Texas State Officials Appeal Federal Court Decision Blocking Unconstitutional Abortion Restrictions

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Attorney General also asks 5th Circuit Court of Appeals to stay the injunction, which would make abortion care nonexistent for one-third of Texas women
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(PRESS RELEASE) Texas state officials have filed an appeal and requested an emergency stay with the U.S. Court of Appeals for the Fifth Circuit in an attempt to immediately overturn yesterday’s federal court ruling permanently blocking a measure that would have made safe and legal abortion services for one-third of women in Texas virtually impossible to access.

The blocked provision—which was scheduled to take effect on October 29—would have required abortion providers to obtain admitting privileges at a local hospital, forcing many doctors to immediately stop providing abortion and denied thousands of women access to safe care. In striking down the measure as unconstitutional, U.S. District Judge Lee Yeakel said “the admitting privileges provision of House Bill 2 lacks a rational basis and places an undue burden on a woman seeking an abortion.”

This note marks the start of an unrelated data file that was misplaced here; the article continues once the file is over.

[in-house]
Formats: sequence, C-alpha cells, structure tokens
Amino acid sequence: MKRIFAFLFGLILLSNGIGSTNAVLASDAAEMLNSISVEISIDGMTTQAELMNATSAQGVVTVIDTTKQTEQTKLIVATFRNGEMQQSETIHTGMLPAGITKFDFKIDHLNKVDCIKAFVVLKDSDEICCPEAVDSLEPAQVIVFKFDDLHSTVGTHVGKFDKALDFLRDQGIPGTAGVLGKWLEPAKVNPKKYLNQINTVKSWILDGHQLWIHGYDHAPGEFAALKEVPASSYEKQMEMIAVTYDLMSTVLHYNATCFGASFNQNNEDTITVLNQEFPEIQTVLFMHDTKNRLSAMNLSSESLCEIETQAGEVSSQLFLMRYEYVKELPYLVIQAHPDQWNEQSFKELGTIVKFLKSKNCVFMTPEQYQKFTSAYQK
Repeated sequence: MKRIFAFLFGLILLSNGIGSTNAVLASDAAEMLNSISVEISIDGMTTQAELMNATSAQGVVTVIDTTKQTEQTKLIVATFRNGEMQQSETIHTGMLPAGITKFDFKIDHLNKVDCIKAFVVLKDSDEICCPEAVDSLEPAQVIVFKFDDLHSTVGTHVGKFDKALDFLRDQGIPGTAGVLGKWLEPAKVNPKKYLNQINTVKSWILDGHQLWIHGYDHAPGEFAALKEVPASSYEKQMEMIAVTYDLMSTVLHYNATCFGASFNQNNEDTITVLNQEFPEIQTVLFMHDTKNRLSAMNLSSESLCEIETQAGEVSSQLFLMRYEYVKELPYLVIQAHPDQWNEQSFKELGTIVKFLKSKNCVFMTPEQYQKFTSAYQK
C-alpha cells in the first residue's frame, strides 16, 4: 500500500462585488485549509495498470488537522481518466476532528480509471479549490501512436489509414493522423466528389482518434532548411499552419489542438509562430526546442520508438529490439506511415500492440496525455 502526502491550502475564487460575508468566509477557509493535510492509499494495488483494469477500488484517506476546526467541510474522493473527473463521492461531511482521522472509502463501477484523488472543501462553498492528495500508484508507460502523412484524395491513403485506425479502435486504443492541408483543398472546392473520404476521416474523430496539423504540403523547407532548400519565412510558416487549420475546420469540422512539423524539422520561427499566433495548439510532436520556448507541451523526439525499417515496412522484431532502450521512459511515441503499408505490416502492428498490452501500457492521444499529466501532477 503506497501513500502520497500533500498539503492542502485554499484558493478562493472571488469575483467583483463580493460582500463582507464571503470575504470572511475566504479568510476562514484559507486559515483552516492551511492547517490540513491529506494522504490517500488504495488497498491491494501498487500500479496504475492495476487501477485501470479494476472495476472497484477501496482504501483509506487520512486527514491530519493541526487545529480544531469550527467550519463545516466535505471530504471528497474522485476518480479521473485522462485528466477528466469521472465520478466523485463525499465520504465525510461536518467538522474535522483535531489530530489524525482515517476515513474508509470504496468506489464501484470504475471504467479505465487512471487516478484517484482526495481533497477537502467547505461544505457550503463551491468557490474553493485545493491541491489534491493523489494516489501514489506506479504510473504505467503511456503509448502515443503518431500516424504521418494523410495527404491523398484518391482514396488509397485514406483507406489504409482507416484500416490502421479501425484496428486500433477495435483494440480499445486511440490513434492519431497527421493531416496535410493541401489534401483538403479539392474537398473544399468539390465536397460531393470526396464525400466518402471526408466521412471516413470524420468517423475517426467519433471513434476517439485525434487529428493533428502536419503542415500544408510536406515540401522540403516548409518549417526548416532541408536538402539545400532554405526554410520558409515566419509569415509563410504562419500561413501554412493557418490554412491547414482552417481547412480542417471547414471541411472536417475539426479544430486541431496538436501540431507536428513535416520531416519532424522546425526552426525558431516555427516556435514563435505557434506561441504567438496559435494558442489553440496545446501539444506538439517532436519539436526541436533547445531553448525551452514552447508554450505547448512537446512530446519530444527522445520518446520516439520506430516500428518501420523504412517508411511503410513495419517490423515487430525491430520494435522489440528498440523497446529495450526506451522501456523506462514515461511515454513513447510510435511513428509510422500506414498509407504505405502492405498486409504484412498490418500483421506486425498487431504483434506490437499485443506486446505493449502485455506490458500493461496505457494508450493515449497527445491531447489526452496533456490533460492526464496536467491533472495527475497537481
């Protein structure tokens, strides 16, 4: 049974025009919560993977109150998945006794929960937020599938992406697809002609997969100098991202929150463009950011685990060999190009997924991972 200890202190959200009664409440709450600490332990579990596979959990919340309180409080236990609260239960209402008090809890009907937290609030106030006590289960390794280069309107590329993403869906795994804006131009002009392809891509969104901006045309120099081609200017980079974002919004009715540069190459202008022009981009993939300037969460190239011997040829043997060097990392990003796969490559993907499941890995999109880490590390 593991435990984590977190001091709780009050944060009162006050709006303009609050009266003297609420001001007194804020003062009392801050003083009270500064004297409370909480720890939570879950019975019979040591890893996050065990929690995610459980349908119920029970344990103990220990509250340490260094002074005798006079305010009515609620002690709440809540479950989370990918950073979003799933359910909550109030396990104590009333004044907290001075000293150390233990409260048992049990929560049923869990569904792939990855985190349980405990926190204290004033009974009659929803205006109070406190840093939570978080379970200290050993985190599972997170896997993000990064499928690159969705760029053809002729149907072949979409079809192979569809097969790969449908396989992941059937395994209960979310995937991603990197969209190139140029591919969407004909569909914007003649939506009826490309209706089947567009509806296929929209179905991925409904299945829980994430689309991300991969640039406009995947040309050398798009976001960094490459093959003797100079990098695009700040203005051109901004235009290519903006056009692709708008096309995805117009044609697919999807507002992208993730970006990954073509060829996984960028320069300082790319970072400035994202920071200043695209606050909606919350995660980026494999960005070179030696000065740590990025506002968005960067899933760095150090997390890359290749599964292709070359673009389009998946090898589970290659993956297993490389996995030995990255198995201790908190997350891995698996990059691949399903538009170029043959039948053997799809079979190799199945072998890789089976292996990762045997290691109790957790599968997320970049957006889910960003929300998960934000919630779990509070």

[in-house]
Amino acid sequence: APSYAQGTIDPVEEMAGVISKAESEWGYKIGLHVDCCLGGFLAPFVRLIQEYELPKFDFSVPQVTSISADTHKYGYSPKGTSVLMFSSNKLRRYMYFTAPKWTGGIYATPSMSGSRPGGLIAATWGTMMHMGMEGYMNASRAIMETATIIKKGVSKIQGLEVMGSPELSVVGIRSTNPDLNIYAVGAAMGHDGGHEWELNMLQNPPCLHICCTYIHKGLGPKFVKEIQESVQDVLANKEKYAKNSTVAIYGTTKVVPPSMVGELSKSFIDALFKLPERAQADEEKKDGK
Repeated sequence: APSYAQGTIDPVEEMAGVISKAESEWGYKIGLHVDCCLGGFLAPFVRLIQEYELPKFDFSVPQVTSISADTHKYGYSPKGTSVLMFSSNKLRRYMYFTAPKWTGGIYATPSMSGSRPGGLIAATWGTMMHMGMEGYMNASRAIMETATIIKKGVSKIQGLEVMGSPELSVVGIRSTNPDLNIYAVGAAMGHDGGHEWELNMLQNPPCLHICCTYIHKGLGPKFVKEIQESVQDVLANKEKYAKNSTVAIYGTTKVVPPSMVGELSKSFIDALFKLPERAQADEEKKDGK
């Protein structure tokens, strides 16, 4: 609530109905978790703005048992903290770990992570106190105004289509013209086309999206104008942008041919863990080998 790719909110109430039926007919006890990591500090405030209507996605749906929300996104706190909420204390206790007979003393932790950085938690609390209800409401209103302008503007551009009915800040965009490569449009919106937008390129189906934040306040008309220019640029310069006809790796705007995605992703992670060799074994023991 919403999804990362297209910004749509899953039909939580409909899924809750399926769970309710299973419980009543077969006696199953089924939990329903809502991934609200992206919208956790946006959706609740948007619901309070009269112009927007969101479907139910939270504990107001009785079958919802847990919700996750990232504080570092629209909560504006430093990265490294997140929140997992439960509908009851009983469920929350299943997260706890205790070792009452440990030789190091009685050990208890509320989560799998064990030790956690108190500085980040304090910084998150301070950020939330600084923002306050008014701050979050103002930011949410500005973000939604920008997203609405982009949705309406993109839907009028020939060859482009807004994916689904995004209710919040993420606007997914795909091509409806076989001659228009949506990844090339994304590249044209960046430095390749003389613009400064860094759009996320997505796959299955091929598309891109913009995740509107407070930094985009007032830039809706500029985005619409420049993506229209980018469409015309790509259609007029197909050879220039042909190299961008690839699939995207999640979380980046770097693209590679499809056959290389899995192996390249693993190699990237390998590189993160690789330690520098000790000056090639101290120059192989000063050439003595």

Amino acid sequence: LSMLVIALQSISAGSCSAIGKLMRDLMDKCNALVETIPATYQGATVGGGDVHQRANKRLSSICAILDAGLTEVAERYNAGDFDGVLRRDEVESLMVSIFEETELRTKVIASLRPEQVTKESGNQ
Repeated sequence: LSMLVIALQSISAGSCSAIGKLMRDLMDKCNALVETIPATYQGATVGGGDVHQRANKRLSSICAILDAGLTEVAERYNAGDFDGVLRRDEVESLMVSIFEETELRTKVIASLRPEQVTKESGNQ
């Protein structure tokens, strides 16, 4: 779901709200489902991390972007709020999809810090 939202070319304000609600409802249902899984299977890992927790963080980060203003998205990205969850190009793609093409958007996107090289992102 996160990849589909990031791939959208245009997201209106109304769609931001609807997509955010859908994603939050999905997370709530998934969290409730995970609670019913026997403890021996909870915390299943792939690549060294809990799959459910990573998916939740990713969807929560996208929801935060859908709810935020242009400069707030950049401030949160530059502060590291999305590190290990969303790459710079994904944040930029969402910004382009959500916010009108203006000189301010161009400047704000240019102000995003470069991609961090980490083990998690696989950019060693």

Said Nancy Northup, president and CEO at the Center for Reproductive Rights:

“After a federal court rejected this underhanded restriction as clearly unconstitutional, the state’s appeal can only be seen as a measure of the extreme animosity of anti-choice Texas politicians toward the health and rights of women in their state.

“We hope the court will continue to keep this harmful provision blocked through the course of this appeal and carefully consider the devastating and immediate impact this restriction would have on Texas women."

The lawsuit, Planned Parenthood v. Abbott, was jointly filed on September 27 on behalf of more than a dozen Texas health care providers and their patients by the Center for Reproductive Rights, Planned Parenthood Federation of America, the American Civil Liberties Union, and Texas law firm George Brothers Kincaid &, Horton.

If the admitting privileges provision of HB2 were to take effect, it could force at least one-third of the state’s licensed health centers providing safe and legal abortion today to immediately stop providing that service. Access to safe and legal abortion would have been completely eliminated in vast stretches of Texas, including the cities of Fort Worth, Harlingen, Killeen, Lubbock, McAllen, and Waco.